We stop in a small café for cold drinks in a tiny villiage and get chatting to a Romanian who had worked in England as a Taxi driver and spoke brilliant English – we pulled up the bongos next to a horse and cart and had a well earned rest in the shade.
Near Tea time we hit Bucharest – the capital of Romania and the worst driving experience of the trip bar none. The traffic is horrendous and whereas there appear to be two or three lanes of traffic everyone ignores these and just drives at high speed where ever they want. Driving in the inside lane is impossible because every few hundred metres people just stop their cars with no warning to have a chat to someone they know. The signs are terrible and we are soon going in the wrong direction. However we have now had such good practice at being lost that we realise sooner rather than later and pull over to as directions. We stop by a Romanian lady who speaks English and we cannot believe our luck – once we have undertaken a rather hairy u turn we are on the right track and at last leave Bucharest and the worst two hours driving experience of the trip.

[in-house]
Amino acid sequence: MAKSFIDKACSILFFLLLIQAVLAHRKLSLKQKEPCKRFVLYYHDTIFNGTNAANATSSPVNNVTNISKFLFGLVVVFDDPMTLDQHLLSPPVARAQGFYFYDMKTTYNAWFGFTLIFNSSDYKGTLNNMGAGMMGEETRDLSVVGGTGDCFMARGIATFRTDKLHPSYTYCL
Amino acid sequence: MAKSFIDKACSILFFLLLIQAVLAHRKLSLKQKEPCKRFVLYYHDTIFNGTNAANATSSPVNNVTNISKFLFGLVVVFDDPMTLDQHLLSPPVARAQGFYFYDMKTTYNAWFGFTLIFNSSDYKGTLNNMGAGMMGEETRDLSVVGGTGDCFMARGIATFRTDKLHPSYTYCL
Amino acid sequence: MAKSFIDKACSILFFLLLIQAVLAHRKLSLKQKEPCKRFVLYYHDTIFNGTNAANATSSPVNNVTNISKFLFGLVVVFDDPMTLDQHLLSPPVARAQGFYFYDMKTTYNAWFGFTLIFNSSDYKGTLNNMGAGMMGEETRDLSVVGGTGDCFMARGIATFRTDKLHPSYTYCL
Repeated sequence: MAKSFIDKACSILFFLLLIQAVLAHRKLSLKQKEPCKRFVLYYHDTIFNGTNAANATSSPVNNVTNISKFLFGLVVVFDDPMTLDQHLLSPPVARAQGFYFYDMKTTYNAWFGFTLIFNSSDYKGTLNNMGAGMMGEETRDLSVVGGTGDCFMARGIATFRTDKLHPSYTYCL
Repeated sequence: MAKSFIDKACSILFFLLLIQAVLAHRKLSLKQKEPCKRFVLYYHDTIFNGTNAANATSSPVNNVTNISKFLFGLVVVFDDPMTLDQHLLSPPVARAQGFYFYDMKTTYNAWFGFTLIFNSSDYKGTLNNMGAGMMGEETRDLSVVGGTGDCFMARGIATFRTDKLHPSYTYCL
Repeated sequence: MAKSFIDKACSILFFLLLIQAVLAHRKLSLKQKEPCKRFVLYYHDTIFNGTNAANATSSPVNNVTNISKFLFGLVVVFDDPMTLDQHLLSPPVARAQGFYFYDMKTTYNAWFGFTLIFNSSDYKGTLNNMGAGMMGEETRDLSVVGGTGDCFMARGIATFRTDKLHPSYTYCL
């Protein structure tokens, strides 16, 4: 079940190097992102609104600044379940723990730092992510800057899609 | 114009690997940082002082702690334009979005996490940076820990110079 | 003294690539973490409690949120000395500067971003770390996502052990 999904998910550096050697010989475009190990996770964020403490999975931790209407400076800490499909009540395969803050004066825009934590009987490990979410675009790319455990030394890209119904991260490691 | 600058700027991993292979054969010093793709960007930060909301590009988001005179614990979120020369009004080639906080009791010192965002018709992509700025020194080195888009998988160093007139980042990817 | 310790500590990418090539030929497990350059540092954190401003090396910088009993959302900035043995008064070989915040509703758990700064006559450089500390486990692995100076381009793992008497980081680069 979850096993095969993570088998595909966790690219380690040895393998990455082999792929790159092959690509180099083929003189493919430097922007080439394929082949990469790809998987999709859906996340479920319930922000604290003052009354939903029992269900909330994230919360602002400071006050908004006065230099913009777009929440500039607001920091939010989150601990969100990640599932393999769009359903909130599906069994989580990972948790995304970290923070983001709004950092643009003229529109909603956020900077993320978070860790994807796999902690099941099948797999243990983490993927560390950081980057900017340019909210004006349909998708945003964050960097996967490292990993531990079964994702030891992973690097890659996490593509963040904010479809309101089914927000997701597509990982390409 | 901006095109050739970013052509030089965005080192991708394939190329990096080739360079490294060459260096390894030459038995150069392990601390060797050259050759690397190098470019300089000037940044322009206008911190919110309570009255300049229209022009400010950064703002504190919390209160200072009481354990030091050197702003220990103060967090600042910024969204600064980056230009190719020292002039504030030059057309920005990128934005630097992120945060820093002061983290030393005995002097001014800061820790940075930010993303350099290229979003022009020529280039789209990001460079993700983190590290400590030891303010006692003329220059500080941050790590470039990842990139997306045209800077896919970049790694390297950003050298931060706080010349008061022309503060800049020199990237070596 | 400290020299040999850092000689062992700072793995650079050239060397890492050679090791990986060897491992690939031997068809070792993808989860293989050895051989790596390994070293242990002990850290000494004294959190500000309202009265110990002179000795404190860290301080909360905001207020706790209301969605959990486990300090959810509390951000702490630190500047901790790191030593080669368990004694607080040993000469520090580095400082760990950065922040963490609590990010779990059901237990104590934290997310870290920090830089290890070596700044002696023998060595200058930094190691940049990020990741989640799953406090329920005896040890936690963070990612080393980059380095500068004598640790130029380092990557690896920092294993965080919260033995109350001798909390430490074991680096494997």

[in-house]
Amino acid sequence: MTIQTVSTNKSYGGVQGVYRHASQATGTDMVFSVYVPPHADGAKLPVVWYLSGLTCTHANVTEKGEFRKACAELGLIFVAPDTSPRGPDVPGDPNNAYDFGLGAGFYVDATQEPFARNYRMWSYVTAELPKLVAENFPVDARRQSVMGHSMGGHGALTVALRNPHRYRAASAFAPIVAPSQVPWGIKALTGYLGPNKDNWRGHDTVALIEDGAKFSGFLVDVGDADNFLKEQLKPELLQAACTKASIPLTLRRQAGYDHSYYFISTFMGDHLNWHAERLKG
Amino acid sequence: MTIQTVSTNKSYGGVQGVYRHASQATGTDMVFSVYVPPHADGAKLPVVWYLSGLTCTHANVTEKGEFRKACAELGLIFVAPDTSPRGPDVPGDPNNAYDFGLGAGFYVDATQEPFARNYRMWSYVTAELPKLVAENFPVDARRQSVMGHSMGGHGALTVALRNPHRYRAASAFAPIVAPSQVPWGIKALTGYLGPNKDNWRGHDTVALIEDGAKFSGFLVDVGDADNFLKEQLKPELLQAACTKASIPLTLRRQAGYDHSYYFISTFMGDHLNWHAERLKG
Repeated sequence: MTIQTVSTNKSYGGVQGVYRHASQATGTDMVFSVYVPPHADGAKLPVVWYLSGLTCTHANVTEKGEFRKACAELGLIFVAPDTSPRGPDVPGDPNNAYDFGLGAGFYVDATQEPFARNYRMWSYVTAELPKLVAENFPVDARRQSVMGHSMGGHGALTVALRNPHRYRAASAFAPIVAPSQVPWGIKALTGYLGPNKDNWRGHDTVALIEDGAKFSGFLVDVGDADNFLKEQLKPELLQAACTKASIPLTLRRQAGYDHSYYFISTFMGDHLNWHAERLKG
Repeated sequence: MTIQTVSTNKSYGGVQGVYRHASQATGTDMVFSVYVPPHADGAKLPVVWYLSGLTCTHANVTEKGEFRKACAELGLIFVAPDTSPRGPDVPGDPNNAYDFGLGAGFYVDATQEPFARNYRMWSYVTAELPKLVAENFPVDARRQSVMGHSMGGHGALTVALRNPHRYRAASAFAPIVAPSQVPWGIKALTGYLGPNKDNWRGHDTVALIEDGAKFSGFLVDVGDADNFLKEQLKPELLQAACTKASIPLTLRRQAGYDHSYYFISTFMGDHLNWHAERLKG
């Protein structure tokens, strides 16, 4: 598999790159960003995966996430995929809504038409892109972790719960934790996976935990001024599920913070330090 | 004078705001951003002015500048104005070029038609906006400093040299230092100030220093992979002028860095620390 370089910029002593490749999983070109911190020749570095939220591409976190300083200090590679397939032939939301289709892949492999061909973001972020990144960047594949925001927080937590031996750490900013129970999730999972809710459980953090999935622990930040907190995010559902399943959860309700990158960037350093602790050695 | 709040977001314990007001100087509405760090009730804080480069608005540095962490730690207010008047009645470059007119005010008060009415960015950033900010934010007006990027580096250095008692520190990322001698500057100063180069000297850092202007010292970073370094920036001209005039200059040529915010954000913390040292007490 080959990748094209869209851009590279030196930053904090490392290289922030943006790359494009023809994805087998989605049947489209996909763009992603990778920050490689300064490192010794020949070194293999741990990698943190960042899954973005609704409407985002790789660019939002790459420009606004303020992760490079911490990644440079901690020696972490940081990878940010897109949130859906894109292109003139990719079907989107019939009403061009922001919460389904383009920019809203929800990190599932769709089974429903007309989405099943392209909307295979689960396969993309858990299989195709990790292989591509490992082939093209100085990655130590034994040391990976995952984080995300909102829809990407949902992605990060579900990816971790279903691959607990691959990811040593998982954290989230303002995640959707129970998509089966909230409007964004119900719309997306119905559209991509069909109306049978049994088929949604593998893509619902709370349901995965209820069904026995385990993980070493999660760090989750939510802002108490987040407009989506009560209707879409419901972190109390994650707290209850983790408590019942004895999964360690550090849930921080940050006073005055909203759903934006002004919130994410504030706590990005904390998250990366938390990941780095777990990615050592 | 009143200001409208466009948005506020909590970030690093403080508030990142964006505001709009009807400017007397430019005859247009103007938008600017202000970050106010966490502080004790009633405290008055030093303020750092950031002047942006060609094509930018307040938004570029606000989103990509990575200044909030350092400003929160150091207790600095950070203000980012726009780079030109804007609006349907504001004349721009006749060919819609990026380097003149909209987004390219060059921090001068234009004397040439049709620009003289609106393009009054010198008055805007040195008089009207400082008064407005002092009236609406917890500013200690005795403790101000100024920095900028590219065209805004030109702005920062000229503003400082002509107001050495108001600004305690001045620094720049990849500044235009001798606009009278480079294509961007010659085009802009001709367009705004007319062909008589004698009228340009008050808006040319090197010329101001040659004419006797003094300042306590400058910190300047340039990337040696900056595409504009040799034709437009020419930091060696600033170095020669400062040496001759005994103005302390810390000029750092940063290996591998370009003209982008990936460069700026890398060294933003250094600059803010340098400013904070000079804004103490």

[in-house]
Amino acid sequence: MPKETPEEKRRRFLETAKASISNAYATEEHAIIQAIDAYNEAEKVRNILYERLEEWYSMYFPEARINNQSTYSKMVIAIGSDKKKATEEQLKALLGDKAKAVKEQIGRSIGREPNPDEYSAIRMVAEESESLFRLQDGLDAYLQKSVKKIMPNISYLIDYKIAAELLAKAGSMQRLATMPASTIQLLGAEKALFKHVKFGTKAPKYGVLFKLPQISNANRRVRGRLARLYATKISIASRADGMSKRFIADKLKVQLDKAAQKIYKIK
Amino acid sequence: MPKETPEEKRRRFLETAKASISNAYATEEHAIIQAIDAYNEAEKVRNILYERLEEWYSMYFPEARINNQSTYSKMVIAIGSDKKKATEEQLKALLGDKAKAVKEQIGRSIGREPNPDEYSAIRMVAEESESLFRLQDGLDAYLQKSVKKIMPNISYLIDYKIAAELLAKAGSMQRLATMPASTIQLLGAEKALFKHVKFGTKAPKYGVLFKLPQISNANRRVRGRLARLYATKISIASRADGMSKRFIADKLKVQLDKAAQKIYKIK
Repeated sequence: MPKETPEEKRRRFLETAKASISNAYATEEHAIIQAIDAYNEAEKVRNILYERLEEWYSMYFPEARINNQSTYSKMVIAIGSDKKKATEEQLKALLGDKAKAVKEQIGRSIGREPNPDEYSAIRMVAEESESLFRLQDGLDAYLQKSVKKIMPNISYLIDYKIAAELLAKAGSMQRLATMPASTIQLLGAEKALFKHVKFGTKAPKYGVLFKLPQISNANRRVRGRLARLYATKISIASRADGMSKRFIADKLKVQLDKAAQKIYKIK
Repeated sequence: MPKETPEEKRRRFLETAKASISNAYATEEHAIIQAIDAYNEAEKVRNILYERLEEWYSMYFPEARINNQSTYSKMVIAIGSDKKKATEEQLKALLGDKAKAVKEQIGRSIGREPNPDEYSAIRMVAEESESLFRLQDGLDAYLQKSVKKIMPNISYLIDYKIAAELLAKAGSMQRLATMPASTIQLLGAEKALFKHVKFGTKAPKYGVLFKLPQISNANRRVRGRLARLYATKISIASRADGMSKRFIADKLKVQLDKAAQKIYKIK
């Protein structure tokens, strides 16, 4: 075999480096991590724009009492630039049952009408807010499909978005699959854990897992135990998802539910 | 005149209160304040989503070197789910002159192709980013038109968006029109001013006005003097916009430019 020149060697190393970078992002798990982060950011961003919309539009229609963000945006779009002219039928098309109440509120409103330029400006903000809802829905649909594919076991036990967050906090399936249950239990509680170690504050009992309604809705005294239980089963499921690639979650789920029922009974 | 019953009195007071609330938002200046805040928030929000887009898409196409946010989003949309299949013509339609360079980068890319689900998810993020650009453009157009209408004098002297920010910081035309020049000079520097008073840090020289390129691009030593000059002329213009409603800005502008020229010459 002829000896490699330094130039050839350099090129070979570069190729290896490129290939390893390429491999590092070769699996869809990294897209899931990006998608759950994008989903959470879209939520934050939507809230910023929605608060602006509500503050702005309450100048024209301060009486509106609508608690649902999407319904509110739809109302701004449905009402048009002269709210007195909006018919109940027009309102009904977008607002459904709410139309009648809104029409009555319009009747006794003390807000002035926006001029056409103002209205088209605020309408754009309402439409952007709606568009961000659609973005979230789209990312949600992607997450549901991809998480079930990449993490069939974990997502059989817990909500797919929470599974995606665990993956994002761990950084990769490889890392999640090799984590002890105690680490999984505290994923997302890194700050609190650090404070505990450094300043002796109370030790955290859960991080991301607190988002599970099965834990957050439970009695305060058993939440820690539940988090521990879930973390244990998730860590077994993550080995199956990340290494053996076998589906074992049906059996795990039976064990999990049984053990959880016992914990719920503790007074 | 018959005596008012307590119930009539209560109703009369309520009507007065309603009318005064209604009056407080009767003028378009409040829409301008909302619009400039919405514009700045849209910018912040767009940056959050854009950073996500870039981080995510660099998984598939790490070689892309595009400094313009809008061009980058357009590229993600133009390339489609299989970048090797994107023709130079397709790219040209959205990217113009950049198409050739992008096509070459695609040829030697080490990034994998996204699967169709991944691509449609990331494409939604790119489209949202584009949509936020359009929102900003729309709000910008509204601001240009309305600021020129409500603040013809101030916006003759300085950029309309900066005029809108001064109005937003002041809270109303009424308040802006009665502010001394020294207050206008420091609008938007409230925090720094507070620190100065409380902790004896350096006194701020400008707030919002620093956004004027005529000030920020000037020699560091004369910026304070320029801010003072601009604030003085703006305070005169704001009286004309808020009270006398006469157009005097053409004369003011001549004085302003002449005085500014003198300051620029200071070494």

All is the more simple as we head to the Bulgarian border and excitement builds as our goal is at last in sight – forgotten now is the endless stops to ask for directions, the boiling heat, the traffic jams and the long drives – as we pass over the bridge to Ruse in Bulgaria a huge cheer goes up and we issue a collective sigh of relief knowing that it has all been worth while !!!!!